I have just finished reading Joy-Ann Reid’s new book  MEDGAR & MYRLIE: Medgar Evers and the Love Story That Awakened America–and can highly recommend it. I had known of the martyred NAACP leader even before I  joined the Mississippi Freedom Summer Project way back in 1964. The three films in which he is portrayed greatly enhanced my knowledge of and respect for him. (A little more on these later) But Joy-Ann’s book really provided the small details that make one feel you know a person, at least as possible as it is to know someone whom you have never met.

After a brief history of Medgar and his brother Charles’  service in World War Two we follow his life  and his meeting Myrlie Beasley on her first first day at college. The fears of her family were realized in that she did not finish college, marrying Medgar instead.

She was not in favor of his becomng the head of the NAACP’s Missippi chapter, but dutifully served as his unpaid secretary anyway. She endured countless hate calls when he quickly became the most hated Negro in the state because of his effective work. She left him for a breif time because of the pressure, especilly when they birthed three children. But the two were soon reunited–she loved him too much to stay away.

Many of their talks, betwen themselves and their friends and neihgbors, are chronicld.–Joy-Ann interviwed Mrs. Evers several times, Also their children and friends. She documents each incident with prodigious endnotes–23 pages of them, so this is a meticulous account.

I was surprised to learn that Roy Wilkins and his NY staff were frequently at loggerheads over tactics. Traditionally the NAACP preferred to work through the courts, whereas Medgar, popular with youth, was promoting sit-ins and the boycott of downtown Jackson stores.  He was ferquently asking for more funds, while they would have preferred to cut back. So, it is not surprising, though tragically sad, that the national office refused to pay for the activist’s protection, with the inevtiable result.

Mrs. Evers admits to running on hate for many years after her husband’s murder, this increased by the ease with which the murderer Byron De La Beckwith got away with his crime, his two trials ending in hung juries. Even though she moved to California and then to he Pacific Northwest, she kept track of Beckwithwho remained in his home state When three decades later a Mississippi. D.A. was willing to reopen the case, she was ready, having saved the trial transcript (which the state had “lost”).

There is more, so much more, such as the information that she was a talented keyboard musician, eventually fulfilling her family and childhood dream of playing in Carnegie Hall. And that she became an effective speaker on behalf of her husband and civil rights, even in the 90s becoming chair of the board of the national NAACP when it had been almost broken by scandal.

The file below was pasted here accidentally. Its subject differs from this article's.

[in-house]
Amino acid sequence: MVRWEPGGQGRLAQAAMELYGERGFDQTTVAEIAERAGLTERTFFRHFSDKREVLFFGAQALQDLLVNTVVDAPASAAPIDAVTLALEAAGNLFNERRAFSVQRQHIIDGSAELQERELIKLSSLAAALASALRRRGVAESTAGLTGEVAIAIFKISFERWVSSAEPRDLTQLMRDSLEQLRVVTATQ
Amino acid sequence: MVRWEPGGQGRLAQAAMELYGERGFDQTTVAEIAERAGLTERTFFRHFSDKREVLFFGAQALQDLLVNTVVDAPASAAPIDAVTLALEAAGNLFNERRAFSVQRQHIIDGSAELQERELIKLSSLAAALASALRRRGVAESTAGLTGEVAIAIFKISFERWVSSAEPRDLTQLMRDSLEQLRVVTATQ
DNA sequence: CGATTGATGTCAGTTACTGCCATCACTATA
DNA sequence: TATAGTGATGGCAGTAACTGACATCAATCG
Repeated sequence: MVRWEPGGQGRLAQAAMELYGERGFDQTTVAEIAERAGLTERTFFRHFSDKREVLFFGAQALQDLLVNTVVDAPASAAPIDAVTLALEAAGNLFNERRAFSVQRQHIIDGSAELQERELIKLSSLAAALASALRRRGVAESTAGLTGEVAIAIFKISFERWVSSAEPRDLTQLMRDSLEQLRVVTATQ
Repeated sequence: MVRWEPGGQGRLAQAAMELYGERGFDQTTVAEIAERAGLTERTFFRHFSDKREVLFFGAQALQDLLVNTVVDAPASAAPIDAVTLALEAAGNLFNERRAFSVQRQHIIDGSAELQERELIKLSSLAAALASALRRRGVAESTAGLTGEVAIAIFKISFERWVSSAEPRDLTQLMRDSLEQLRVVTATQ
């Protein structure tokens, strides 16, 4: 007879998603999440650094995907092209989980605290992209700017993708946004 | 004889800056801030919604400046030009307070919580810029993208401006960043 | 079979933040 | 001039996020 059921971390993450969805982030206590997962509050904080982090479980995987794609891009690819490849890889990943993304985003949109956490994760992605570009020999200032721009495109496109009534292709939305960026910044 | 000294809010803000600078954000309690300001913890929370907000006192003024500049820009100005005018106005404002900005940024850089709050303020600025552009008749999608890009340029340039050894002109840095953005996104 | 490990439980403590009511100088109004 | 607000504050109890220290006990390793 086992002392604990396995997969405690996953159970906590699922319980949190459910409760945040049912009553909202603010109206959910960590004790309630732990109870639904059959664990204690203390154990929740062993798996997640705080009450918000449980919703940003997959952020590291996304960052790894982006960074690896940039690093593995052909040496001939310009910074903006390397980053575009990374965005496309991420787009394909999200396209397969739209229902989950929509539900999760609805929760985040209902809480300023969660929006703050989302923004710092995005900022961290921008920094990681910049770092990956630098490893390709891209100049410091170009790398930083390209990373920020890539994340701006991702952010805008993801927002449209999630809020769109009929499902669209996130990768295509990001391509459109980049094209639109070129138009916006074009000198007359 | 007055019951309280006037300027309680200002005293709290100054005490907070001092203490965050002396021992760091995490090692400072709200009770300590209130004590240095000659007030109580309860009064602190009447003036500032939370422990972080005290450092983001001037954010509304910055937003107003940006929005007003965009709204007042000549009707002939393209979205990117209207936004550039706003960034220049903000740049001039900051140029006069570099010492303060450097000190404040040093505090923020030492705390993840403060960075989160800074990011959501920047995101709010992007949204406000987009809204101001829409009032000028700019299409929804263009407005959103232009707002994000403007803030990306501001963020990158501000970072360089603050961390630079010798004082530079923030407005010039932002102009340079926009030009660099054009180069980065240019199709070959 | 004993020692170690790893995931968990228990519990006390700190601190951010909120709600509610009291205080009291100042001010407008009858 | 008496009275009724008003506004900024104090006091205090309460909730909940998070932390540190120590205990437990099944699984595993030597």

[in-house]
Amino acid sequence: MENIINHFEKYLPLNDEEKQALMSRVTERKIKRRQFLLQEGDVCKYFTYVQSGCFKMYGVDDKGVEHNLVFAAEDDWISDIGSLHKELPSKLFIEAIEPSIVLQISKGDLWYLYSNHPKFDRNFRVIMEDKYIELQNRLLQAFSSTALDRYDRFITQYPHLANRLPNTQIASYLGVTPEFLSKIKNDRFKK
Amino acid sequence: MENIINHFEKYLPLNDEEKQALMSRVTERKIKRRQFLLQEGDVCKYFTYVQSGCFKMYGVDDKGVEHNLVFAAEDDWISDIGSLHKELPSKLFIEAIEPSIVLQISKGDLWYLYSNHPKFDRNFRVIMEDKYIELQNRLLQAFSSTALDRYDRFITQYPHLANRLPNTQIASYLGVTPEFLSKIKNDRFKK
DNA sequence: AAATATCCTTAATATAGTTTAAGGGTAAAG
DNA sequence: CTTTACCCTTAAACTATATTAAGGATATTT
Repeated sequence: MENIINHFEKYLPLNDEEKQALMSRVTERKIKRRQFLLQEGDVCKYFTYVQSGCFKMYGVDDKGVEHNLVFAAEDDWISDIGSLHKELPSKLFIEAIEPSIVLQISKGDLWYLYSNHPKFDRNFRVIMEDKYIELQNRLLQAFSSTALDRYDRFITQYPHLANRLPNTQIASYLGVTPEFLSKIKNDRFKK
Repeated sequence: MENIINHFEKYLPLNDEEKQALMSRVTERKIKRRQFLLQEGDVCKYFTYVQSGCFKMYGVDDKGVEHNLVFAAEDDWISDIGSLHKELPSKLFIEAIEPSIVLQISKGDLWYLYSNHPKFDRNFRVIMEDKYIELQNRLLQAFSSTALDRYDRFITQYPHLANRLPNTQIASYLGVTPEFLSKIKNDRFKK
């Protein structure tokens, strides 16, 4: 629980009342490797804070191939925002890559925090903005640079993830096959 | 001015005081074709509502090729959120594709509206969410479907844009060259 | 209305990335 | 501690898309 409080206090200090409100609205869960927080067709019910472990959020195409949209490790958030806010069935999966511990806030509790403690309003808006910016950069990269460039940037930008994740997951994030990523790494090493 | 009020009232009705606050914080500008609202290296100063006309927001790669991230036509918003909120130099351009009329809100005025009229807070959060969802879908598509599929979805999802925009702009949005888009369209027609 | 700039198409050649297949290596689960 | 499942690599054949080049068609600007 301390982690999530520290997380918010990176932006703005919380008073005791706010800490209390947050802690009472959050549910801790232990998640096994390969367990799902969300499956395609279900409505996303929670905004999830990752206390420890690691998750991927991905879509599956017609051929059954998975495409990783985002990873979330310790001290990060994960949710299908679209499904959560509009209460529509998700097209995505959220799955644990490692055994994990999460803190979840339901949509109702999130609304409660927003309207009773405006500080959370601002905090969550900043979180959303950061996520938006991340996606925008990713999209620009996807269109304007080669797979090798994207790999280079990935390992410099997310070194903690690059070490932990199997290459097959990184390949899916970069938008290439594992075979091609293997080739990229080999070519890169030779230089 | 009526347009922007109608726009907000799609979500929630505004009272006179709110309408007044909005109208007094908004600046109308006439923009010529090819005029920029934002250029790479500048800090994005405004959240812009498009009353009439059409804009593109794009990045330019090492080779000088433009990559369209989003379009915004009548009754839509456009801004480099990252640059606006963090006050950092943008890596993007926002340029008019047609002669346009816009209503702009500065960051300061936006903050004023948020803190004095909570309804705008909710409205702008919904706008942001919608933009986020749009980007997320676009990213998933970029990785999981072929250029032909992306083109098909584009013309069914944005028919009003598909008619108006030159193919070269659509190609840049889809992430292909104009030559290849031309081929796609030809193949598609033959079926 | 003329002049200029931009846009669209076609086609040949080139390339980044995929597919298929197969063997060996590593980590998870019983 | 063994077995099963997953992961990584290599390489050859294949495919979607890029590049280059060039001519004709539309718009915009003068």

Myrlie had co-written her husband’s biography  For Us the Living, and in 1983 American Playhouse adapted it for PBS–she is listed as the third screenwriter, between Ossie Davis and William Peters. Howard E. Rollins did a marvelous job as the dedicated activist learning from as well as teaching the high schoolers attracted to his cause. (Read my review by clicking here.)

In Ghosts of Mississippi Whoopi Goldberg portrays Myrlie Evers, Alce plays D. A. Bobby DeLaughter , and James Woods Beckwith. Also Yolanda King, MLK’s daughter plays Reena Evers, the oldest of the three Evers children. This film also deals with Myrlie’s struggle with hatred, she at one time quoting her husband, “When you hate, the only person who suffers is you, because most of the people you hate don’t know it and the others don’t care.”

In Till the couple make a brief appearance when the murdered boy’s mother Mamie comes to Mound Bayou, MS and as head of the NAACP in Mississippi Medgar seeks to help her in the tense days leading up to the trial of the boy’s murdrers.

Author Joy-Ann Reid, believing that Medgar Evers belongs right up there in the panteon of Civil Rights megastars as Martin Luther King, Jr. and Malcolm X, had done the nation a great service in her book by bringing this great man into the spotlight.


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